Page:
"I LIED, McMartin Preschooler: "I lied" by Kyle Zirpolo, as told by Debbie Nathan."

This article is available as a PDF by clicking:

I regret to say I believe this article.

I lived at the Manhattan Beach border during the McMartin Pre-School hearing.

Kee Macfarlane, from the Children's Institute International, was the woman who conducted the interrogation of the children. Her methods involved hand puppets and utilized highly suspicious methods for getting those wild stories from the kids. Those stories concerned hidden tunnels to Hollywood, satanic ritual abuse, the killing of animals in secret, and a host of other bizarre accusations that bogged down the Los Angeles judicial system for years. Chuck Norris (yes, that Chuck Norris) was accused by one of the children for abuse.

The trial was lost. No verdicts rendered. A waste of time and money.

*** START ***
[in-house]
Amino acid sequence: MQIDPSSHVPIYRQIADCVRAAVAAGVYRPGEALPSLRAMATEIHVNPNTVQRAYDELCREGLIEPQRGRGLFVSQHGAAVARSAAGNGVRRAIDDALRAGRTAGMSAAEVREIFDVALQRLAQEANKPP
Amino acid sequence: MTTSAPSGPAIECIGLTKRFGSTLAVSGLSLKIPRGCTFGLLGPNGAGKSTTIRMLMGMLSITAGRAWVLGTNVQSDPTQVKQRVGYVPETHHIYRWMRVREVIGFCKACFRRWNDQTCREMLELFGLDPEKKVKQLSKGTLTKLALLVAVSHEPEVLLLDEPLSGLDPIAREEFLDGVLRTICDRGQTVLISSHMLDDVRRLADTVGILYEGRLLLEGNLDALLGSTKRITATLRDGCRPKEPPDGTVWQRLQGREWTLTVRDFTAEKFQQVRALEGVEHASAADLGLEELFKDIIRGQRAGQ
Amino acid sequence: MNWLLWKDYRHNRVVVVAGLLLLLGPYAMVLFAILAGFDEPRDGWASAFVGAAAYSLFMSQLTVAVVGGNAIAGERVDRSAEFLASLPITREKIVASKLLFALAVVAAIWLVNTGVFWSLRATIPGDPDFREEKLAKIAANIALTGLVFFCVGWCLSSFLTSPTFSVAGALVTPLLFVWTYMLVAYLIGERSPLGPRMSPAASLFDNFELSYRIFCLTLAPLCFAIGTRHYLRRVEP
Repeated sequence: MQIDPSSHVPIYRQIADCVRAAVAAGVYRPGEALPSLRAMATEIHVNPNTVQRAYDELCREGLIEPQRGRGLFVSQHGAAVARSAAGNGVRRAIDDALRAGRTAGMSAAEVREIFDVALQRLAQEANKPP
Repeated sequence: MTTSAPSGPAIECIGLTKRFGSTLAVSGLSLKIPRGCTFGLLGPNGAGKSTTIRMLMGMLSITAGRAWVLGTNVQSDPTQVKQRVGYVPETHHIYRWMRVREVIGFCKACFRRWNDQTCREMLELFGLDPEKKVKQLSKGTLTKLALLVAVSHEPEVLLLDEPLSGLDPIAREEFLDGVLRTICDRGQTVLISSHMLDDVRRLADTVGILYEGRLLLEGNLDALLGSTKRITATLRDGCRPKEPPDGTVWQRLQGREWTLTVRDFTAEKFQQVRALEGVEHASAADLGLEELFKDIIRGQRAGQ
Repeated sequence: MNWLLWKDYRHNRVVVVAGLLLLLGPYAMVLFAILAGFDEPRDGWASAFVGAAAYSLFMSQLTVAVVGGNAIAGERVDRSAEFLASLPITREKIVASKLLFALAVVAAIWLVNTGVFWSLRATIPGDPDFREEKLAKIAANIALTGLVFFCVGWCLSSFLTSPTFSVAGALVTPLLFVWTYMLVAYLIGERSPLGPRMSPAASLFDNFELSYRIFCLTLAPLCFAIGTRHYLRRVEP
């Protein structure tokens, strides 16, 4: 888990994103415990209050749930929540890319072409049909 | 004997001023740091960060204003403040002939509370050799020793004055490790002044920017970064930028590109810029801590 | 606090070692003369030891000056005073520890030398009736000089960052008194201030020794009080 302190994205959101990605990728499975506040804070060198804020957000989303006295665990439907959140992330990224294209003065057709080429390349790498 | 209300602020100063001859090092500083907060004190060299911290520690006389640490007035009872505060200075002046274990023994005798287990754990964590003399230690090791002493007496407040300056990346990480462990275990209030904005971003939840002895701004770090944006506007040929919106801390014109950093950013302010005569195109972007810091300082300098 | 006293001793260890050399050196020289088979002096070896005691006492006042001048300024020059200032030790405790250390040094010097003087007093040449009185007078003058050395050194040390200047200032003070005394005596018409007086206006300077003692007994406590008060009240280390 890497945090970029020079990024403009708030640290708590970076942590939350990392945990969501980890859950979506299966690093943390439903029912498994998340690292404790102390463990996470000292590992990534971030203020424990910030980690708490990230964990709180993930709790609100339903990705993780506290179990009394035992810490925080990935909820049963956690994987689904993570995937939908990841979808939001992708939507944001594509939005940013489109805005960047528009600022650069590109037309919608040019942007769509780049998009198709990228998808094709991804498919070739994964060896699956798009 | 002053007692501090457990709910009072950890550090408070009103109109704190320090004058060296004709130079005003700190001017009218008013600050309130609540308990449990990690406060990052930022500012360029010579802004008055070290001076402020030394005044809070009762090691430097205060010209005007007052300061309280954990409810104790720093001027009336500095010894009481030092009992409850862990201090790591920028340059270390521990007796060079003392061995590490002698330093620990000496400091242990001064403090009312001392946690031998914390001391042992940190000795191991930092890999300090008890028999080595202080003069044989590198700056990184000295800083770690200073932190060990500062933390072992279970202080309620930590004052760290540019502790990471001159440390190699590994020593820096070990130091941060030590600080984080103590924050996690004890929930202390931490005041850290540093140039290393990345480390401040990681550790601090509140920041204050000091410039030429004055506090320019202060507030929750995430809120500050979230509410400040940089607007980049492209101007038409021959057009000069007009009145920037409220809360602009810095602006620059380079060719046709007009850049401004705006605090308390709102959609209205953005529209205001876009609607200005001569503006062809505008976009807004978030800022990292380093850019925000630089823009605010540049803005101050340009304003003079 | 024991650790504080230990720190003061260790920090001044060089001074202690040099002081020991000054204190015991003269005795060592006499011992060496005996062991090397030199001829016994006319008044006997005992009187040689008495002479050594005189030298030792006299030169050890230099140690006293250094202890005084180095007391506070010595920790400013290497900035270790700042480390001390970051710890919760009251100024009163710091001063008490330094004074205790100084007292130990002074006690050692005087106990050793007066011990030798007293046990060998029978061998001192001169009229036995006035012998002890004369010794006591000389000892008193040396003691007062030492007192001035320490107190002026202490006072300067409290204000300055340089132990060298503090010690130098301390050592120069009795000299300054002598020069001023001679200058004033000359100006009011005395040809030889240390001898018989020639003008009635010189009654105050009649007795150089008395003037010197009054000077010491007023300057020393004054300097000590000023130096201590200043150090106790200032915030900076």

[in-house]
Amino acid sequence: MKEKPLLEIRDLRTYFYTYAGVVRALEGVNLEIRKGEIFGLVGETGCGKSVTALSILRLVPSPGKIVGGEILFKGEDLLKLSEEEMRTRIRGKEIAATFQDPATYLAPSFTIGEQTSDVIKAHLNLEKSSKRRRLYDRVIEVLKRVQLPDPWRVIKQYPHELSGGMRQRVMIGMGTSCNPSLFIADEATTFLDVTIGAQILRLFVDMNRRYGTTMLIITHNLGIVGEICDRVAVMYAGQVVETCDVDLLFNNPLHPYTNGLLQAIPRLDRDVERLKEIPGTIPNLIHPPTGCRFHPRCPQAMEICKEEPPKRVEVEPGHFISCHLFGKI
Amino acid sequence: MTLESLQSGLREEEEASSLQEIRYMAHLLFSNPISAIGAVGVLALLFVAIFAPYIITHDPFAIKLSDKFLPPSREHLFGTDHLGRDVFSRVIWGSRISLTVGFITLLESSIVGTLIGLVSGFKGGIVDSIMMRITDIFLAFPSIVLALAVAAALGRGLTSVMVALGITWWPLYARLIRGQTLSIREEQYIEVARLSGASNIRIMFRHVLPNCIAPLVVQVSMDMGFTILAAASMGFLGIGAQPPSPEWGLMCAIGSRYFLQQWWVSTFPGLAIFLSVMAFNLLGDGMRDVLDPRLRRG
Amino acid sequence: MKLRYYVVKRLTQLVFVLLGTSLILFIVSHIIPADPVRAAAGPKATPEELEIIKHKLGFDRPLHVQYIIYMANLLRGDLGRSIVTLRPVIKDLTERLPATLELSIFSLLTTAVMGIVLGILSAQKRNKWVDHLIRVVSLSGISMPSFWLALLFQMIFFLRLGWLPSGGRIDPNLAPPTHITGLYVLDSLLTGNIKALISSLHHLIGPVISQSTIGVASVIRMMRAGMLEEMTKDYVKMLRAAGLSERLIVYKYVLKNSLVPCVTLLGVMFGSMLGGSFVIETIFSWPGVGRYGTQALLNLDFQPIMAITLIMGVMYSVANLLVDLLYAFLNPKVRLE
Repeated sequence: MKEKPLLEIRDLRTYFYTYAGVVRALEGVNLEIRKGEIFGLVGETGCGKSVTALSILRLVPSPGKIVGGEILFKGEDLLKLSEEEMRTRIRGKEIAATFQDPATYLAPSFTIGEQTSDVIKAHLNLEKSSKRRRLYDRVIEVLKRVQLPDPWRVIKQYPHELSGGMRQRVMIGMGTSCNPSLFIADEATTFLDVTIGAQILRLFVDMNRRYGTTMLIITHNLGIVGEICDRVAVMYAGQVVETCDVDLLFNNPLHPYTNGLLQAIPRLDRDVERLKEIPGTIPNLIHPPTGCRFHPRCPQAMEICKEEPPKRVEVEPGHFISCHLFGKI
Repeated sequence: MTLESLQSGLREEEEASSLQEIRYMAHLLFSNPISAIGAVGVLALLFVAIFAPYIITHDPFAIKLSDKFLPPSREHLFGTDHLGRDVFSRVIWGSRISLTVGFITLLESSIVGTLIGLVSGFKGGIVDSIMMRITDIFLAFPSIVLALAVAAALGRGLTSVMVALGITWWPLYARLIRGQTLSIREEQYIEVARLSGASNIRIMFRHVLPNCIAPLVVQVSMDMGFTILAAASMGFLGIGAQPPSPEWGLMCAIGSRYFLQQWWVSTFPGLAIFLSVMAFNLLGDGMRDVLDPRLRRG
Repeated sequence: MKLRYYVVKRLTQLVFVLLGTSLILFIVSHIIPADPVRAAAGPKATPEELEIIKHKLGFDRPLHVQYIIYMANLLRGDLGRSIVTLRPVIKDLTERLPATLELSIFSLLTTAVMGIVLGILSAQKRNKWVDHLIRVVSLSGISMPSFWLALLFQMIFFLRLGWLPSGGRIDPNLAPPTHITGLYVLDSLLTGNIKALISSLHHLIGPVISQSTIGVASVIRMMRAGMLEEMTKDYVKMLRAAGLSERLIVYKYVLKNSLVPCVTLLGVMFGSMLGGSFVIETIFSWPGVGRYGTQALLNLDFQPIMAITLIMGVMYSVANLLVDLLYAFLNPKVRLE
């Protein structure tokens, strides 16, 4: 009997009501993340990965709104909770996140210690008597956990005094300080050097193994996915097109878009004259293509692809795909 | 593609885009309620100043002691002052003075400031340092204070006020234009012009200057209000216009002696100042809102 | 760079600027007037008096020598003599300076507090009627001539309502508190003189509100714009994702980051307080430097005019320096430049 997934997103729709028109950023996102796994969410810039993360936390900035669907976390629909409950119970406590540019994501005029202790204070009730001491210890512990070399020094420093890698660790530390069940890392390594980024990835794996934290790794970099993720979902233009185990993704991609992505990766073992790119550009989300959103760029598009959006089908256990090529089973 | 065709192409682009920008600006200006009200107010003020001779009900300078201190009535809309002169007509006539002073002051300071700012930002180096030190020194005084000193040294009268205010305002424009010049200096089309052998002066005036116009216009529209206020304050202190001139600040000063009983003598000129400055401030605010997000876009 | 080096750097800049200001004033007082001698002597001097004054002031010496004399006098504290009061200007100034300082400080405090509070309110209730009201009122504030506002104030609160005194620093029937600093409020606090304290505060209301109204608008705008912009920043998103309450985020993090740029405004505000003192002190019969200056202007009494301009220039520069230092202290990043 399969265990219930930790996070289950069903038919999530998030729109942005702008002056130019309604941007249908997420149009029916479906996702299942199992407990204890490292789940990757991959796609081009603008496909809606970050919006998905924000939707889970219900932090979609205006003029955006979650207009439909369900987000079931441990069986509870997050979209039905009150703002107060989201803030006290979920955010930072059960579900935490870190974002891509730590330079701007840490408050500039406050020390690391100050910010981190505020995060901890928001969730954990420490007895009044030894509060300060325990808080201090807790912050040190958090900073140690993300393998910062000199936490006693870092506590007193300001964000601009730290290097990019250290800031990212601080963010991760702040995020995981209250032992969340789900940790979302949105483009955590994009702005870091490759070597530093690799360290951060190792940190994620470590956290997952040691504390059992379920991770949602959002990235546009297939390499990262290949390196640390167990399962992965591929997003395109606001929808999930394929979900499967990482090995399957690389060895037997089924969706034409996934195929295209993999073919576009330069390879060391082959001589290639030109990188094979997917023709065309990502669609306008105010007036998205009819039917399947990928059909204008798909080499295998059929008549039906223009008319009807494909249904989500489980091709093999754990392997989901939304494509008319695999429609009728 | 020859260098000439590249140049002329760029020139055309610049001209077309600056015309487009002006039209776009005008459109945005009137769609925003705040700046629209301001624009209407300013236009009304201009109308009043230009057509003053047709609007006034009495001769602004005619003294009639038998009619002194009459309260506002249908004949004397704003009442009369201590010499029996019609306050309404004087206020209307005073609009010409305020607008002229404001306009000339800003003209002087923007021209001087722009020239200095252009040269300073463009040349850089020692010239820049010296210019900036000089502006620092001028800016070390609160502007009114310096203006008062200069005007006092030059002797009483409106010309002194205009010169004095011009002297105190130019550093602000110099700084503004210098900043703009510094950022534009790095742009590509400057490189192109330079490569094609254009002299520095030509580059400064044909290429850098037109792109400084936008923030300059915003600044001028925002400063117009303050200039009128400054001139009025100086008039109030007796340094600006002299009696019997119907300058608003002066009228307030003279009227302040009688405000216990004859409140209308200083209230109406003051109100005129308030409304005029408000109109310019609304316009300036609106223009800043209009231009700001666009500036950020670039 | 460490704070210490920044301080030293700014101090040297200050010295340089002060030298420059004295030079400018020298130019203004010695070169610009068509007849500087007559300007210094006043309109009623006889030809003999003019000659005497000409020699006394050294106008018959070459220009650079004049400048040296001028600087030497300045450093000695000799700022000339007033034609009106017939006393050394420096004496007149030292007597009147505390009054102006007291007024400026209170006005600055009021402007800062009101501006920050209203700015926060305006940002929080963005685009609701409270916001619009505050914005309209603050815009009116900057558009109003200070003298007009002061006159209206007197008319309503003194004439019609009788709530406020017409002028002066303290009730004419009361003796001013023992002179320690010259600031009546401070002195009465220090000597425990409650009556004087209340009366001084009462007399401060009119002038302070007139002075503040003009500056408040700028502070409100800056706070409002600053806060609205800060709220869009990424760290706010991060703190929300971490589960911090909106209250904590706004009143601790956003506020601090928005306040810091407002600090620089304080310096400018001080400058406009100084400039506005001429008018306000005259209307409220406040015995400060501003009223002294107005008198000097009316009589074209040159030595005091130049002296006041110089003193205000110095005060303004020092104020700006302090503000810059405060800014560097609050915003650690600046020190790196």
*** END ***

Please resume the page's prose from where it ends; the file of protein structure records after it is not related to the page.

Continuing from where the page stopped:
Did we learn anything from it?

I don't know.

My heart sank the night when I heard that a judge was considering whether to continue one of the civil cases against Trinity Baptist Church because of 'repressed memories'.

Repressed memories was one of the rationales behind the McMartin fiasco. There was a case in California where two daughters testified their father abused them. They won, but the entire case was based on repressed memory.

I have serious doubts about repressed memory. According to the American Psychological Association, it's not currently possible to distinguish between a true repressed memory from a false one without corroborating evidence.

Guess that's why we have court of laws, huh?